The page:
I knew Gary Fleder's flick about Ernie "The Express" Davis wasn't going to win the box-office weekend, but can anyone tell me how in the world it ended up finishing sixth with a seriously paltry take of $4.7 million (with those talking rat dogs on top for a second week in a row.)
Being such a solidly entertaining flick about college football, it certainly deserved a much better than fate than that. I've given up even wishing that movies can have a second-week rebound given our atrociously short attention spans, but if any movie deserves it this one certainly does.
As is the case when I'm watching movies, my mind always drifts to the ones already stored there, no matter how good the flick unfurling in front of me happens to be. In this case, Gary Fleder's "The Express" inevitably made me think of the basketball flick "Glory Road," and I can state definitively that Fleder's flick is superior to that crapfest in every way imaginable.
The main virtue of "The Express" is that it treats the huge role that race played in the story of Davis, the first black player to win the Heisman Trophy, with earnestness, but never lets that get in the way of telling a rousing tale.
Though Rob Brown gives it his all as Mr. Davis, he's playing a character so nice by design that he gets overshadowed by the many great supporting performances turned in for this one. Baltimore's own Charles S. "Roc" Dutton is perfect as Davis' grandfather "Pops," and in smaller roles Nelsan Ellis (Lafayette on the seriously satisfying "True Blood") shines as Davis' brother Will and Omar Benson Miller - who is having a banner year with this role and his work as the "chocolate giant" in Spike Lee's "Miracle at St. Anna" - makes the most of all his screen time as big Syracuse lineman Jack Buckley.
Fleder's flick is at its best when the two primary forces of race and football collide on the actual gridiron, as they do at their most combustible in Morgantown, W. Va., and Dallas, Texas, in the Cotton Bowl. And it's in this volatile cauldron that the character of Syracuse coach Ben Schwartzwalder, played with spirit by Dennis Quaid, comes to the fore.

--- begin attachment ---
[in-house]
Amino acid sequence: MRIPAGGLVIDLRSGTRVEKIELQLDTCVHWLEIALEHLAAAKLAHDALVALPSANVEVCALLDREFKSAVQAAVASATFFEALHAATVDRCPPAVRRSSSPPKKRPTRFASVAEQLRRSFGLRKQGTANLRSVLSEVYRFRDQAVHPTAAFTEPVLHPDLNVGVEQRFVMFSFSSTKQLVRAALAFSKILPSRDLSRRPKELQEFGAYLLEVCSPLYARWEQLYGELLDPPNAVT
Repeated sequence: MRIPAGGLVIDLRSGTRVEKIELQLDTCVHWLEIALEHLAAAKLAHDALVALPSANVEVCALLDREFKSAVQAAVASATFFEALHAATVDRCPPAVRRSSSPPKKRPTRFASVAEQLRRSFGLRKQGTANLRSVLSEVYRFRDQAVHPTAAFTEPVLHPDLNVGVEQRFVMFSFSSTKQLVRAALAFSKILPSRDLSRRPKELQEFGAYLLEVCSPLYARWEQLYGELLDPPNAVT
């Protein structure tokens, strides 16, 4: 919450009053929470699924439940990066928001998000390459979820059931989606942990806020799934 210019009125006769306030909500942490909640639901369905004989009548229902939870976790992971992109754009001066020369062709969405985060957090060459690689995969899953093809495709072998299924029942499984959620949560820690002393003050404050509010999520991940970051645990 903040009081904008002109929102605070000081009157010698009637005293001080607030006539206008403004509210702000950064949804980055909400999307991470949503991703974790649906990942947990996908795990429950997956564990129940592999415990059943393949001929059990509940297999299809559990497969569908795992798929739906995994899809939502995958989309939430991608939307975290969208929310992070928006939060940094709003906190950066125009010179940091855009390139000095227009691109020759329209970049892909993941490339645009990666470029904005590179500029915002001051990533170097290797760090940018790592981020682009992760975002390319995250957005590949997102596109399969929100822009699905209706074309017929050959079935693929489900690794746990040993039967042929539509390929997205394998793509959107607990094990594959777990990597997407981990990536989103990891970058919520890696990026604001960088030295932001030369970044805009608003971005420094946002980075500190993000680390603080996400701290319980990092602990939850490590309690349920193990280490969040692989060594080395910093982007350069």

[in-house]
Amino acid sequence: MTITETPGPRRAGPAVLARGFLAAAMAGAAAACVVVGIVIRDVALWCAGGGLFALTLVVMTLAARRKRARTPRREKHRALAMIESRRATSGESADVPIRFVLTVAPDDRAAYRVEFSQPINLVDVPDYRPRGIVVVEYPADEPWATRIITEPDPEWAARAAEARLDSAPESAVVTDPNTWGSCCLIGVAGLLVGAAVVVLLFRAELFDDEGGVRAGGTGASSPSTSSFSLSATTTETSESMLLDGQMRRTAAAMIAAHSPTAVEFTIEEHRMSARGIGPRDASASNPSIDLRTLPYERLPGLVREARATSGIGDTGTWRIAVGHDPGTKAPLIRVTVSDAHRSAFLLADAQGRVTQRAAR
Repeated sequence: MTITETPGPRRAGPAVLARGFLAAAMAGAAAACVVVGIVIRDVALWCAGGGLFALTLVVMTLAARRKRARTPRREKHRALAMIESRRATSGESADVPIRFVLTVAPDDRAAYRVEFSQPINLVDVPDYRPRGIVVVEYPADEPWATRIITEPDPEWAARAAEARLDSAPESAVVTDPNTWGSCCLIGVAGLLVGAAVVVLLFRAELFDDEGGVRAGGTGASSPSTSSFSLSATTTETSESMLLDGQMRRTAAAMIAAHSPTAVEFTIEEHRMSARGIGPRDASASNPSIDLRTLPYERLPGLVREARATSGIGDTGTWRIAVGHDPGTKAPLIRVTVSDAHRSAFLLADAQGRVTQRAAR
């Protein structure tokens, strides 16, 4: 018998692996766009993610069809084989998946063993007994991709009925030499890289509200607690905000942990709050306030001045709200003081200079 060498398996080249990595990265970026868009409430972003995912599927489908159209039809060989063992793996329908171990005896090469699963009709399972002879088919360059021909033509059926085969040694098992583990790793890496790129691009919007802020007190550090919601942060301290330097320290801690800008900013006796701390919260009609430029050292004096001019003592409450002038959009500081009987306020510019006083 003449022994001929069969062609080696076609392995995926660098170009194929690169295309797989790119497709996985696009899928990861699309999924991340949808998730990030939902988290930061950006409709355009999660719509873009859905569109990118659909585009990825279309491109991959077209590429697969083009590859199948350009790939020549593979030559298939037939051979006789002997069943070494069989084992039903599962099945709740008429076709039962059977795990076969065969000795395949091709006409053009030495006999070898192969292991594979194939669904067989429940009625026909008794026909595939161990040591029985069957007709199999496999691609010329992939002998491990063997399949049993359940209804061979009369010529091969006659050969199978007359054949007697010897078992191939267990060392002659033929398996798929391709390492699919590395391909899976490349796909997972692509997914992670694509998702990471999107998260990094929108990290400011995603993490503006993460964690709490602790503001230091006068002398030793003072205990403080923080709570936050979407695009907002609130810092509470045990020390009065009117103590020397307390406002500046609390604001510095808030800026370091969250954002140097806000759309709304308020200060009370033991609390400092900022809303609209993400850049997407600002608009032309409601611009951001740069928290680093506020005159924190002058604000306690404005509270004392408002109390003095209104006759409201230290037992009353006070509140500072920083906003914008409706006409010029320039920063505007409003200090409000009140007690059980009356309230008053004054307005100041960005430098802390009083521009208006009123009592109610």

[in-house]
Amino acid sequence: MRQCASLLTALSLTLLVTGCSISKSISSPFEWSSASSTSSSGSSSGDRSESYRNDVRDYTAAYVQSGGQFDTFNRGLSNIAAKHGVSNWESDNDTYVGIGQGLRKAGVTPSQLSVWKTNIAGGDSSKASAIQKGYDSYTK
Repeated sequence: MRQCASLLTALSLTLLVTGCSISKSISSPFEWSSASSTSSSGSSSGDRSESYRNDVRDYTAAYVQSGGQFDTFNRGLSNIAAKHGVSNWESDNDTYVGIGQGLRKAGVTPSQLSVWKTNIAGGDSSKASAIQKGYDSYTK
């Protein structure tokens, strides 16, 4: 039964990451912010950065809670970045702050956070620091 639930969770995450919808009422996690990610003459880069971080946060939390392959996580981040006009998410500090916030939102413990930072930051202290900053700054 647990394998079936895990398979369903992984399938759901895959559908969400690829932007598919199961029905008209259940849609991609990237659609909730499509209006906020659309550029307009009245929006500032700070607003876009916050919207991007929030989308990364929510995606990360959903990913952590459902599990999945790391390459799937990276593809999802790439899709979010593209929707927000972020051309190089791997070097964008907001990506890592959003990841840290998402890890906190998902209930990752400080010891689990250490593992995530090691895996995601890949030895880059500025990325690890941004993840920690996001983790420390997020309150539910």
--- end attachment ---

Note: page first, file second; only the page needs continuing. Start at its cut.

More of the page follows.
Fleder resists any impulse to make Schwartzwalder into anything approaching a saint, never forgetting that he was a very practical man much more interested in winning than advancing any kind of cause when he brought first Jim Brown and then Davis into the Syracuse program. How he uses these players is an insightful window into the factory nature of college football that clearly still persists and thrives today.
Which, with all that good mojo going for it, makes the final act of Fleder's flick such a horrendous disappointment. Now, just in case you're among the many, many people who haven't seen this one yet, I don't want to tell you exactly how Davis' story comes to an end, but let's just say it's easily one of the great personal tragedies in all of sport.
In the hands of Fleder, however, it's amazingly sort of swept under the rug, just brought up casually in the last 15 minutes or so and dismissed without any change in tone or approach. It's as if Fleder looked at his watch (as I would have been if I ever wore a watch, with the Georgia-Tennessee kickoff quickly approaching) and just said to himself "OK, this has already gone for about two hours, so let's just wrap it up." Which is in itself a minor tragedy.
That said, for the first nearly two hours Fleder's flick delivers a solidly entertaining tale, which is a sight more than you can say about a lot of the other movies out there this year. And, not having seen the latter, I still have to be fairly certain that it has to be better than that talking rat dog flick, so just see it already.